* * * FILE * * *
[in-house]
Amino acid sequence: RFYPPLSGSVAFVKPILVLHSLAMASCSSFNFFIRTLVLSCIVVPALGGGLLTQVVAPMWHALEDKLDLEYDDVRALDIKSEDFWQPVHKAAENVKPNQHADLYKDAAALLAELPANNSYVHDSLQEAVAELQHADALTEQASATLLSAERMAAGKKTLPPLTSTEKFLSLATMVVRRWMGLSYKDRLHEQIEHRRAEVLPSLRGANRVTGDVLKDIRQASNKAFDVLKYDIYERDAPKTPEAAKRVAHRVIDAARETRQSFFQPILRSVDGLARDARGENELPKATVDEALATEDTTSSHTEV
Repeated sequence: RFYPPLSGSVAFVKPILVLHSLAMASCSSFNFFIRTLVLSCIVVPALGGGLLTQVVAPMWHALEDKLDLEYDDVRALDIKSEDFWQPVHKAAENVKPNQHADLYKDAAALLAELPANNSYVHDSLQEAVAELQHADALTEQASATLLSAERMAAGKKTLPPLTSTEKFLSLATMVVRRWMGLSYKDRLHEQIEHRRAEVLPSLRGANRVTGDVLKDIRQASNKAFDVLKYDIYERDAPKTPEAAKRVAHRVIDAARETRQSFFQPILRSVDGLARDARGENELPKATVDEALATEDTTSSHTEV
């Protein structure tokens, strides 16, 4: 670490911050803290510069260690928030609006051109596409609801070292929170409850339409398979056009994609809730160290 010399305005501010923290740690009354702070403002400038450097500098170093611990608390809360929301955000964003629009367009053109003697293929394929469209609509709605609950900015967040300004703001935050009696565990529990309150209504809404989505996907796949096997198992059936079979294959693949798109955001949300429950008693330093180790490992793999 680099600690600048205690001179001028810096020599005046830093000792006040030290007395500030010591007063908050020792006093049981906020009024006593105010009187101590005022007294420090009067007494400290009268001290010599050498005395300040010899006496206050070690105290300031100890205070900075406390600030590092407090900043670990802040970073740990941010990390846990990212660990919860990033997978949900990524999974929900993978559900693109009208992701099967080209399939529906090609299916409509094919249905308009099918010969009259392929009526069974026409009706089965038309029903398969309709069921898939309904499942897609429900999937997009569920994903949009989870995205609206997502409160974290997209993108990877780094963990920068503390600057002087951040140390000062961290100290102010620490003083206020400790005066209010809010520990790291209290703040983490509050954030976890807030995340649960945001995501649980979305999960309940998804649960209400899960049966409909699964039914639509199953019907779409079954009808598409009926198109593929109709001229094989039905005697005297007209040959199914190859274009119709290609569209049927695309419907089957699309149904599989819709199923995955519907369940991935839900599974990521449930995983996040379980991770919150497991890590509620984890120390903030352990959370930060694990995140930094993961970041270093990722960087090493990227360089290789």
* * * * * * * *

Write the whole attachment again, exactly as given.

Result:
[in-house]
Amino acid sequence: RFYPPLSGSVAFVKPILVLHSLAMASCSSFNFFIRTLVLSCIVVPALGGGLLTQVVAPMWHALEDKLDLEYDDVRALDIKSEDFWQPVHKAAENVKPNQHADLYKDAAALLAELPANNSYVHDSLQEAVAELQHADALTEQASATLLSAERMAAGKKTLPPLTSTEKFLSLATMVVRRWMGLSYKDRLHEQIEHRRAEVLPSLRGANRVTGDVLKDIRQASNKAFDVLKYDIYERDAPKTPEAAKRVAHRVIDAARETRQSFFQPILRSVDGLARDARGENELPKATVDEALATEDTTSSHTEV
Repeated sequence: RFYPPLSGSVAFVKPILVLHSLAMASCSSFNFFIRTLVLSCIVVPALGGGLLTQVVAPMWHALEDKLDLEYDDVRALDIKSEDFWQPVHKAAENVKPNQHADLYKDAAALLAELPANNSYVHDSLQEAVAELQHADALTEQASATLLSAERMAAGKKTLPPLTSTEKFLSLATMVVRRWMGLSYKDRLHEQIEHRRAEVLPSLRGANRVTGDVLKDIRQASNKAFDVLKYDIYERDAPKTPEAAKRVAHRVIDAARETRQSFFQPILRSVDGLARDARGENELPKATVDEALATEDTTSSHTEV
């Protein structure tokens, strides 16, 4: 670490911050803290510069260690928030609006051109596409609801070292929170409850339409398979056009994609809730160290 010399305005501010923290740690009354702070403002400038450097500098170093611990608390809360929301955000964003629009367009053109003697293929394929469209609509709605609950900015967040300004703001935050009696565990529990309150209504809404989505996907796949096997198992059936079979294959693949798109955001949300429950008693330093180790490992793999 680099600690600048205690001179001028810096020599005046830093000792006040030290007395500030010591007063908050020792006093049981906020009024006593105010009187101590005022007294420090009067007494400290009268001290010599050498005395300040010899006496206050070690105290300031100890205070900075406390600030590092407090900043670990802040970073740990941010990390846990990212660990919860990033997978949900990524999974929900993978559900693109009208992701099967080209399939529906090609299916409509094919249905308009099918010969009259392929009526069974026409009706089965038309029903398969309709069921898939309904499942897609429900999937997009569920994903949009989870995205609206997502409160974290997209993108990877780094963990920068503390600057002087951040140390000062961290100290102010620490003083206020400790005066209010809010520990790291209290703040983490509050954030976890807030995340649960945001995501649980979305999960309940998804649960209400899960049966409909699964039914639509199953019907779409079954009808598409009926198109593929109709001229094989039905005697005297007209040959199914190859274009119709290609569209049927695309419907089957699309149904599989819709199923995955519907369940991935839900599974990521449930995983996040379980991770919150497991890590509620984890120390903030352990959370930060694990995140930094993961970041270093990722960087090493990227360089290789």